Spain said farewell to one of its most beloved screen stars on Thursday as Alfredo Landa, star of 120 films, passed away in Madrid at the age of 80.
He was best known for the long line of sexually repressed comic characters he played in the tail-end and aftermath of the Franco years, in which he came to embody the national and generational frustrations felt by many Spaniards — a comedy subgenre that came to be known as landismo.
“I didn’t coin the word, but I am enormously grateful to the guy who came up with it,” he once said. “Landismo has made its mark and, even though many have referred to it pejoratively, today it is spoken about as a social phenomenon.”
Landa was also a talented dramatic actor, winning (jointly with co-star Paco Rabal) the Best Actor award at the 1984 Cannes Film Festival for his role in Mario Camus’s Los santos inocentes.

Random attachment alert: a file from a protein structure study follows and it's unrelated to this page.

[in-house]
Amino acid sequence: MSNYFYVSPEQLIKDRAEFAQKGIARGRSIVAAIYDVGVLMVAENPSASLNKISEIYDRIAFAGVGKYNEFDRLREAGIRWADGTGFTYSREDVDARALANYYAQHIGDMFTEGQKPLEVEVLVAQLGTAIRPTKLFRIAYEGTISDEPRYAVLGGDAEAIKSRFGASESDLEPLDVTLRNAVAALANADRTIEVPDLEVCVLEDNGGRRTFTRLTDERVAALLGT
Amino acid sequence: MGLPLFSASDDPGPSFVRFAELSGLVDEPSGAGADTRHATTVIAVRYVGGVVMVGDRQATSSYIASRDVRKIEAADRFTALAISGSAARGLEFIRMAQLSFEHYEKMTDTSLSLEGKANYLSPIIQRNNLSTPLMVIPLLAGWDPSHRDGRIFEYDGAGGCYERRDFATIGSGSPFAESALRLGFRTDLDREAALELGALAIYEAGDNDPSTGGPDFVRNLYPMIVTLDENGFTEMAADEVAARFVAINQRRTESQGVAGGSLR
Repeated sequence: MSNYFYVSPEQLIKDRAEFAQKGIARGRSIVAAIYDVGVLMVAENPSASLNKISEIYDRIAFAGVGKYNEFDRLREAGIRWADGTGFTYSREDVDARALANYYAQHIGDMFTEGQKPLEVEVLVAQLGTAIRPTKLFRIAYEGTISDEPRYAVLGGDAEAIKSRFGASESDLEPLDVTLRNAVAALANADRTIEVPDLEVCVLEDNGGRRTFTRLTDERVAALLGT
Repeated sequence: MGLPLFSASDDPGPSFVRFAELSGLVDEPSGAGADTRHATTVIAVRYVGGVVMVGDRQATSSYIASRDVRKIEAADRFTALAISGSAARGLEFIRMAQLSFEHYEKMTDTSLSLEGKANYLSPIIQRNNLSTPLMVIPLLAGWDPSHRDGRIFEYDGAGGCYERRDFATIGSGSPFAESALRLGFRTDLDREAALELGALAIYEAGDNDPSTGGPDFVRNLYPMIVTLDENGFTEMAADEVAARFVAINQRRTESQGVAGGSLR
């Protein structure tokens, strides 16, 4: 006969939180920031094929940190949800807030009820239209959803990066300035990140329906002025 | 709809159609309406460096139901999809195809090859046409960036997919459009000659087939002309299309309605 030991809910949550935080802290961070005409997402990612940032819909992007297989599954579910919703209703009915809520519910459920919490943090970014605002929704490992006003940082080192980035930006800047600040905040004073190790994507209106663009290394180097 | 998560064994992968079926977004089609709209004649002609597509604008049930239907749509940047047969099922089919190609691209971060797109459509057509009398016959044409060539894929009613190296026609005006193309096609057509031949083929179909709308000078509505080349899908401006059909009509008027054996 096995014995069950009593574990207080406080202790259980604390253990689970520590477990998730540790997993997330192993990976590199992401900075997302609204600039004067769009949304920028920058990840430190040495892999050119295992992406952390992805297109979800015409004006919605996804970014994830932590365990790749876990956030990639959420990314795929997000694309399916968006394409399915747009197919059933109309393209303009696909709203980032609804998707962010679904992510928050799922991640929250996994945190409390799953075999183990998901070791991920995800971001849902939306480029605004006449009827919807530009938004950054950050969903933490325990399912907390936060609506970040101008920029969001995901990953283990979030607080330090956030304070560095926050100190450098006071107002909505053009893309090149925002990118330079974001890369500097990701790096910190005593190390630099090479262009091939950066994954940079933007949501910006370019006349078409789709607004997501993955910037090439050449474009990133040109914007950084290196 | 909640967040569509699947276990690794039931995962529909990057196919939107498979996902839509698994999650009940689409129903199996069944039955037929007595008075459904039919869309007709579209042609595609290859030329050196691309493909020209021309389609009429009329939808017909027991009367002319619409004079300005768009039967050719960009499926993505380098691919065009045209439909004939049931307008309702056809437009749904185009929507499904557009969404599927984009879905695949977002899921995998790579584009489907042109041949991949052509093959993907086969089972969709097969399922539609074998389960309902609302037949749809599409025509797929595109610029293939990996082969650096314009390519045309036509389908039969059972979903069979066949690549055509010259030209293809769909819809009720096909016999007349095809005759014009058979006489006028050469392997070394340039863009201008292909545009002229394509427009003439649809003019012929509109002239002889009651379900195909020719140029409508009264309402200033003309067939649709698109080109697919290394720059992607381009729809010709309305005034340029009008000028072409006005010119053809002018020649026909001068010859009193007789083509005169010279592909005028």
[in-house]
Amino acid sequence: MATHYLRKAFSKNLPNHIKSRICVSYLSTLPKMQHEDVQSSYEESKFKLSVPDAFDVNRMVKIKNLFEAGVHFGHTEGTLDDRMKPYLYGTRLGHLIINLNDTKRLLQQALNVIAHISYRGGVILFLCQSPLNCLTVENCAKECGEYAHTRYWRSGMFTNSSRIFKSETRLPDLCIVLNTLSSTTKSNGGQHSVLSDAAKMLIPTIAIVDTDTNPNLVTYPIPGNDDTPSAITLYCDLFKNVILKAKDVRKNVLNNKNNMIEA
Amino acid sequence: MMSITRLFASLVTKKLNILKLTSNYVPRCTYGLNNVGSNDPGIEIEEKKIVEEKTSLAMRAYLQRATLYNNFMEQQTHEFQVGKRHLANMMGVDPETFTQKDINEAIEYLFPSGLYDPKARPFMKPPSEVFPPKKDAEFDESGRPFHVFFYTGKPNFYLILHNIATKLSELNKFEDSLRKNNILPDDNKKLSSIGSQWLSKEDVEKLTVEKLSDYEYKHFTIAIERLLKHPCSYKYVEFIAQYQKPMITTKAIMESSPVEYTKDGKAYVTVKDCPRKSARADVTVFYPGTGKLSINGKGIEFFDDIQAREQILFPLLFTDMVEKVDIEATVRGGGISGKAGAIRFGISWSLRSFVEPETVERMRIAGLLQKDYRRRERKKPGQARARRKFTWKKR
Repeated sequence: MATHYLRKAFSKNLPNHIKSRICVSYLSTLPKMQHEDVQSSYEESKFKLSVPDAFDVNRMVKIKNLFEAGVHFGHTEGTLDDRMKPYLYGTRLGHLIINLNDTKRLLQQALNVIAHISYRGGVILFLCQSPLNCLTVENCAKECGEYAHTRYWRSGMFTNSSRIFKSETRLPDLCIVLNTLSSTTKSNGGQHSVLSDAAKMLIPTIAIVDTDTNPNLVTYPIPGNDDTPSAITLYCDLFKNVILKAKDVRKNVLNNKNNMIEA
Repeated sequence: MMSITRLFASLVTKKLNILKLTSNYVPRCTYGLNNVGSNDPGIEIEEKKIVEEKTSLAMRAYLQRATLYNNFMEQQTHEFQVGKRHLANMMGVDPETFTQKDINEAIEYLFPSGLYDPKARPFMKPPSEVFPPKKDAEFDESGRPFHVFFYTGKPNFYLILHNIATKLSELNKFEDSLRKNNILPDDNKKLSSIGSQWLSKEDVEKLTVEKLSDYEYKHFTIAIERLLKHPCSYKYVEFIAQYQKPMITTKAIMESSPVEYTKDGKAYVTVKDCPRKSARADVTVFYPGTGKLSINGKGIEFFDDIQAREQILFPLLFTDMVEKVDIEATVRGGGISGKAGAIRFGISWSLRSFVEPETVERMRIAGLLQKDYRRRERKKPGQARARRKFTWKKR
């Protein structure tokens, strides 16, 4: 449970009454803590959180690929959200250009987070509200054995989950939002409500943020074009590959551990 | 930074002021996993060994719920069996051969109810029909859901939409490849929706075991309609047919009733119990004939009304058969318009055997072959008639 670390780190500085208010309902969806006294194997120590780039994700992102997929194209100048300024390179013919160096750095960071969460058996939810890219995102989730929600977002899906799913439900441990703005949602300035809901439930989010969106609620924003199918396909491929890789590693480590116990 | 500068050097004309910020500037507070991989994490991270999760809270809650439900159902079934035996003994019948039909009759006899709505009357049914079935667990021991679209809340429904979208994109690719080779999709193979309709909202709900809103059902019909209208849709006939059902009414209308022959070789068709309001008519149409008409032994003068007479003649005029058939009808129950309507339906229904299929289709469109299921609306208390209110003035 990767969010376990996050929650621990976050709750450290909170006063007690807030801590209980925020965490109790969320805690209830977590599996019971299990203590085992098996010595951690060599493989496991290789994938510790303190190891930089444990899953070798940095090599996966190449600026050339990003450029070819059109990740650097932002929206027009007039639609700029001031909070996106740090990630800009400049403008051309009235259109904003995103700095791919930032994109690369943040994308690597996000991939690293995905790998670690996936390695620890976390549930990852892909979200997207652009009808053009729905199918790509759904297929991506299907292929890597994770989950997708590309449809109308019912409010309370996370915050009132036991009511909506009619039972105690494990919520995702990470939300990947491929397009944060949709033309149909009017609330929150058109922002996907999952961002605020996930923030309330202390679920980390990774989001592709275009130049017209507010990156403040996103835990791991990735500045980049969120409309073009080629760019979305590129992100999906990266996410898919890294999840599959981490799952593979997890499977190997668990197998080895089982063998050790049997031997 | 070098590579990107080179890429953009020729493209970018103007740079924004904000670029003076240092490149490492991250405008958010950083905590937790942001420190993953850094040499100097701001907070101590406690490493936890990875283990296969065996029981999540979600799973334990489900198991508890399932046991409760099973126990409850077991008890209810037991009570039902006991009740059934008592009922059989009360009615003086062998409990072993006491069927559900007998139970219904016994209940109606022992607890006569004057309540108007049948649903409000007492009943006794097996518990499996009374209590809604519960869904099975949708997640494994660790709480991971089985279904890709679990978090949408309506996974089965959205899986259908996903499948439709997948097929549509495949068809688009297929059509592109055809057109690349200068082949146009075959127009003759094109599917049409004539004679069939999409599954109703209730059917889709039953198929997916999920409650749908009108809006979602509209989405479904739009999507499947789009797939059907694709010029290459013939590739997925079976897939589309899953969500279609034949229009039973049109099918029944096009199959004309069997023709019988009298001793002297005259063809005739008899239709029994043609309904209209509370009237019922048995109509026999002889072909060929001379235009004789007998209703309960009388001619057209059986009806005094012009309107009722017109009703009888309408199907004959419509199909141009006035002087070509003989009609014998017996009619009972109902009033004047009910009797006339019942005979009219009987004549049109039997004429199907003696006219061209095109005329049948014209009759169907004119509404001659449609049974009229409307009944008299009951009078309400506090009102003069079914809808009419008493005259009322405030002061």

Born in Pamplona on the third day of the third month of 1933, he started his career on the Madrid stage before debuting on the big screen at the age of 29 in the 1962 Spanish comedy classic Atraco a las tres, alongside such established names as José Luis López Vázquez.
He was also the recipient of two Goya Awards and received a lifetime achievement award from the Spanish Film Academy at the 2007 Goyas ceremony.